Manufacture of the FCS is not expected to result in adverse environmental impact. Once the food contact articles with the reclosure labels are made, they will be used and disposed of by conventional rubbish disposal. The food contact articles in which the FCS will be used are not expected to be recycled to any significant extent. Consequently, the FCS is expected to be primarily land disposed (80.4% of the FCS) and secondarily, incinerated (19.6% of the FCS) based on disposal trends for municipal solid waste (MSW), as reported by the U.S. Environmental Protection Agency (EPA). Based on confidential market volume information provided in a confidential attachment to the EA, the FCS will make up a very small portion of the total MSW landfilled and incinerated.

Because of EPA’s regulations governing landfills (40 CFR Part 258) and the marginal amount of the FCS that would be landfilled only very small amounts (if any) of the FCS is expected to be introduced to land, and to an even lesser extent water. Similarly, because of the composition of the FCS and the low market volume of the FCS, it is not anticipated that combustion of the FCS would threaten a violation of EPA regulations governing MSW combustion facilities (40 CFR Part 60). The EA also considered the impact of greenhouse gas (GHG) emissions in a confidential attachment. The GHGs carbon dioxide and nitrous oxide are anticipated to be released upon combustion of the FCS. The Council on Environmental Quality (CEQ) in their final guidance on GHG emissions and climate change impacts directs agencies to “ensure their analysis of potential GHG emissions and effect of climate change in an EA or EIS is commensurate with the extent of the proposed action.” MSW combustion facilities that emit 25,000 metric tons carbon dioxide equivalents (CO2-e) or more per year are required to report their GHG emissions per the Environmental Protection Agency’s Greenhouse Gas Reporting Program (EPA GHGRP). If an FCN was expected to contribute such a level of GHG, more analysis would be necessary to determine if it constituted a significant environmental impact. However, based on the information provided in the confidential attachment to the EA, total estimated GHG emissions resulting from the use of the FCS per FCN 1716 is below 25,000 metric tons carbon dioxide equivalents (CO2-e). In sum, we do not expect a significant impact to the environment from the use of the FCS as specified in FCN 1716.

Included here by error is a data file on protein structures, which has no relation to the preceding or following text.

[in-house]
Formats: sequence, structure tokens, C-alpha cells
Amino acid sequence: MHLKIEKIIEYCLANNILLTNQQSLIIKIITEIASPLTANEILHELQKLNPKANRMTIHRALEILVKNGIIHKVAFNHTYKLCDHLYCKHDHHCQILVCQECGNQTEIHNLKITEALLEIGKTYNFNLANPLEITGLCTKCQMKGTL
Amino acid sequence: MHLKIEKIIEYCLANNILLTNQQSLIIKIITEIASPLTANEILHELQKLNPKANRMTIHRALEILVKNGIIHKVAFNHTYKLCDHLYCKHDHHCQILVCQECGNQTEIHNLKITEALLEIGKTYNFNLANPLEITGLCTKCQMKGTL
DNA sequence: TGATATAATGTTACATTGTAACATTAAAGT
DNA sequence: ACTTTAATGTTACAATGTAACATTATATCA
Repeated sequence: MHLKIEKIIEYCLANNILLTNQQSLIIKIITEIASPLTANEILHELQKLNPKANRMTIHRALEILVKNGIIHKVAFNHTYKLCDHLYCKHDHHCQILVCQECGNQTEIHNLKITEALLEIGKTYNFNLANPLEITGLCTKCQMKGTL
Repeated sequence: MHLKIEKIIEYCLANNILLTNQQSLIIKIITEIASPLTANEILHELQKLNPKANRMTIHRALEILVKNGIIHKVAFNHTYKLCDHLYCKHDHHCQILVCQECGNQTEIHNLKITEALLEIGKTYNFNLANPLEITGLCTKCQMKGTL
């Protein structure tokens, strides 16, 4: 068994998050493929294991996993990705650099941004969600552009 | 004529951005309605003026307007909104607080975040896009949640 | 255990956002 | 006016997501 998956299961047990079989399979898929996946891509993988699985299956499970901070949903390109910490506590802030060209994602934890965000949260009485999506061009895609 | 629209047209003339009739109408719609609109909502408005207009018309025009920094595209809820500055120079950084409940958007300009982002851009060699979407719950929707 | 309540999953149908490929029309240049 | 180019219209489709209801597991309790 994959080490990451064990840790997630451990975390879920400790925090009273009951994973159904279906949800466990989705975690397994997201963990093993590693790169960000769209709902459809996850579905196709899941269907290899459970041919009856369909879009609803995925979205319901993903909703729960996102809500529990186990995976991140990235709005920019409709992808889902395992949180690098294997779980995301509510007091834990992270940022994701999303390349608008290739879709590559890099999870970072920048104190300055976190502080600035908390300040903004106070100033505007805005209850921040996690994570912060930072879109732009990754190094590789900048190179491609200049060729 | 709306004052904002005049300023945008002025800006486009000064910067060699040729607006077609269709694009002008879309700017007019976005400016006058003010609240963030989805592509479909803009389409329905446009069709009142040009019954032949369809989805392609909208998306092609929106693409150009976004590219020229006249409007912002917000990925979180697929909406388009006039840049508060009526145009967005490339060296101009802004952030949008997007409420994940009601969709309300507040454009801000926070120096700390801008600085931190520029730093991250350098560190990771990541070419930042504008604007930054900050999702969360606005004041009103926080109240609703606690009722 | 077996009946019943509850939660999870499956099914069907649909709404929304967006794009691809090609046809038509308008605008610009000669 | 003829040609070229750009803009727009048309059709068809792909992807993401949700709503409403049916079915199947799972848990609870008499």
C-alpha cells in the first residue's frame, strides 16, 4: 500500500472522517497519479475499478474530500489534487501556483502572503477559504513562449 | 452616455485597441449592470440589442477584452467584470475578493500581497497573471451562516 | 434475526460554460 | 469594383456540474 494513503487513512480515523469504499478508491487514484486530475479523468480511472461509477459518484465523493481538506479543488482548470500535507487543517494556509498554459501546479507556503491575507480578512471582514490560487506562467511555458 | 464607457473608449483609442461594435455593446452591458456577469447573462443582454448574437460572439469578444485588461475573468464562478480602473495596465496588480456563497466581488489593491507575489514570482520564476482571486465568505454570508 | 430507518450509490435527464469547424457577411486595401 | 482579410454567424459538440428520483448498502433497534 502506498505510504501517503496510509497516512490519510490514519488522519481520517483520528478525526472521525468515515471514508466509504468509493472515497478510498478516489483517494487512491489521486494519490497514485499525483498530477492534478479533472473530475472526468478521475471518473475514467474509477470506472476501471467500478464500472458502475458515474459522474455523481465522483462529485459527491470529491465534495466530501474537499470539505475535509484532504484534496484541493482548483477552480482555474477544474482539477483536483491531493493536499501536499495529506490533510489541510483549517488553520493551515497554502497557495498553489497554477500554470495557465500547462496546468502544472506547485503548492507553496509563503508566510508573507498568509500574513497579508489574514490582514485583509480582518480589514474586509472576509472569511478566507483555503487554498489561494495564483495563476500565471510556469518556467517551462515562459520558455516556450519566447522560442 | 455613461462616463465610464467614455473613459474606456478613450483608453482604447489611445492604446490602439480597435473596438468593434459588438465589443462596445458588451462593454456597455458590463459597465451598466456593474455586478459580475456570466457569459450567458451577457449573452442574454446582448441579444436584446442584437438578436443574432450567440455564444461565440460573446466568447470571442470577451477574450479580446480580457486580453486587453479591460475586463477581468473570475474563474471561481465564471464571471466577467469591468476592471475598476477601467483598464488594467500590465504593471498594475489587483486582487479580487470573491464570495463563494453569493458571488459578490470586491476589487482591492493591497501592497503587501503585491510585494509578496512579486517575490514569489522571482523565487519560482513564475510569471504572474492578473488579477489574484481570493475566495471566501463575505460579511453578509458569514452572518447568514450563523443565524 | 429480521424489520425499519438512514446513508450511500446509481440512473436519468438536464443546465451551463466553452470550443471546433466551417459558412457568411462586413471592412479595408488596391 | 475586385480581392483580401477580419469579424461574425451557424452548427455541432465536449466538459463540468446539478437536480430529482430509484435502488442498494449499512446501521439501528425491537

As indicated in the EA, we do not expect a net increase in the use of energy and resources from the use of the FCS, nor do we expect adverse environmental effects, which would necessitate alternative actions to that proposed in this FCN. The alternative of not approving the action proposed herein would result in the continued use of the materials which the FCS would otherwise replace; such action would have no environmental impact. Furthermore, as the use and disposal of the FCS is not expected to result in significant adverse environmental impacts; mitigation measures are not identified.